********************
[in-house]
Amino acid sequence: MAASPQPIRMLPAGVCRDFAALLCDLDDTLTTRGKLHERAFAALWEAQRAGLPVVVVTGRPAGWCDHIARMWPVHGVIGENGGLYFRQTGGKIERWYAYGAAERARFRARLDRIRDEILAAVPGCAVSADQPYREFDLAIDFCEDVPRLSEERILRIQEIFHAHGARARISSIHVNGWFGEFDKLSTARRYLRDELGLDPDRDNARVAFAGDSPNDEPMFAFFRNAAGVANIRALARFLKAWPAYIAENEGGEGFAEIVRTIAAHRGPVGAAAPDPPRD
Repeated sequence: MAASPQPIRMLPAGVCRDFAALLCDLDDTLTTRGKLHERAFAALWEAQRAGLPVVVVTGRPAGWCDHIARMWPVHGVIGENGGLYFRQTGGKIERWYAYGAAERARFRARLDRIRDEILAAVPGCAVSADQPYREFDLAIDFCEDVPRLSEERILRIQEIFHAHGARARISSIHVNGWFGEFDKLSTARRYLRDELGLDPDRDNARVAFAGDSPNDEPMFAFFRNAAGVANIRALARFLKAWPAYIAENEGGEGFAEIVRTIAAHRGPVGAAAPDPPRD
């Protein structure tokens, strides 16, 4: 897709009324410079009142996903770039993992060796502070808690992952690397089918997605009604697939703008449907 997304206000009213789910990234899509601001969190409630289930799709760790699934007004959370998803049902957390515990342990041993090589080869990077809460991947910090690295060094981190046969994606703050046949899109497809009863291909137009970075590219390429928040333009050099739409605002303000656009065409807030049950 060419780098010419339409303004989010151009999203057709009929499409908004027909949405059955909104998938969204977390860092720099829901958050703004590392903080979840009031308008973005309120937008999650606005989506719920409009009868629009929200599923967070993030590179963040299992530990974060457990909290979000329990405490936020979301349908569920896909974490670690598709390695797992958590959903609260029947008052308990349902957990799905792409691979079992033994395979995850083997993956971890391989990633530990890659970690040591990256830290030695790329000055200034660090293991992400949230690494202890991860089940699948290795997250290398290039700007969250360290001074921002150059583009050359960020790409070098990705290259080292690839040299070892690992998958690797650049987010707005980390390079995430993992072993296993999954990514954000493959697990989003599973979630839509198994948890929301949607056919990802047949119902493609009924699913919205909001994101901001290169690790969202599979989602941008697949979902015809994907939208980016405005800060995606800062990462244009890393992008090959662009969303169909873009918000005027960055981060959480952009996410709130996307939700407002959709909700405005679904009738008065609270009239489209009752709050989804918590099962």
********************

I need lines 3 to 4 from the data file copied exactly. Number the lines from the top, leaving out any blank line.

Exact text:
Repeated sequence: MAASPQPIRMLPAGVCRDFAALLCDLDDTLTTRGKLHERAFAALWEAQRAGLPVVVVTGRPAGWCDHIARMWPVHGVIGENGGLYFRQTGGKIERWYAYGAAERARFRARLDRIRDEILAAVPGCAVSADQPYREFDLAIDFCEDVPRLSEERILRIQEIFHAHGARARISSIHVNGWFGEFDKLSTARRYLRDELGLDPDRDNARVAFAGDSPNDEPMFAFFRNAAGVANIRALARFLKAWPAYIAENEGGEGFAEIVRTIAAHRGPVGAAAPDPPRD
């Protein structure tokens, strides 16, 4: 897709009324410079009142996903770039993992060796502070808690992952690397089918997605009604697939703008449907 997304206000009213789910990234899509601001969190409630289930799709760790699934007004959370998803049902957390515990342990041993090589080869990077809460991947910090690295060094981190046969994606703050046949899109497809009863291909137009970075590219390429928040333009050099739409605002303000656009065409807030049950 060419780098010419339409303004989010151009999203057709009929499409908004027909949405059955909104998938969204977390860092720099829901958050703004590392903080979840009031308008973005309120937008999650606005989506719920409009009868629009929200599923967070993030590179963040299992530990974060457990909290979000329990405490936020979301349908569920896909974490670690598709390695797992958590959903609260029947008052308990349902957990799905792409691979079992033994395979995850083997993956971890391989990633530990890659970690040591990256830290030695790329000055200034660090293991992400949230690494202890991860089940699948290795997250290398290039700007969250360290001074921002150059583009050359960020790409070098990705290259080292690839040299070892690992998958690797650049987010707005980390390079995430993992072993296993999954990514954000493959697990989003599973979630839509198994948890929301949607056919990802047949119902493609009924699913919205909001994101901001290169690790969202599979989602941008697949979902015809994907939208980016405005800060995606800062990462244009890393992008090959662009969303169909873009918000005027960055981060959480952009996410709130996307939700407002959709909700405005679904009738008065609270009239489209009752709050989804918590099962």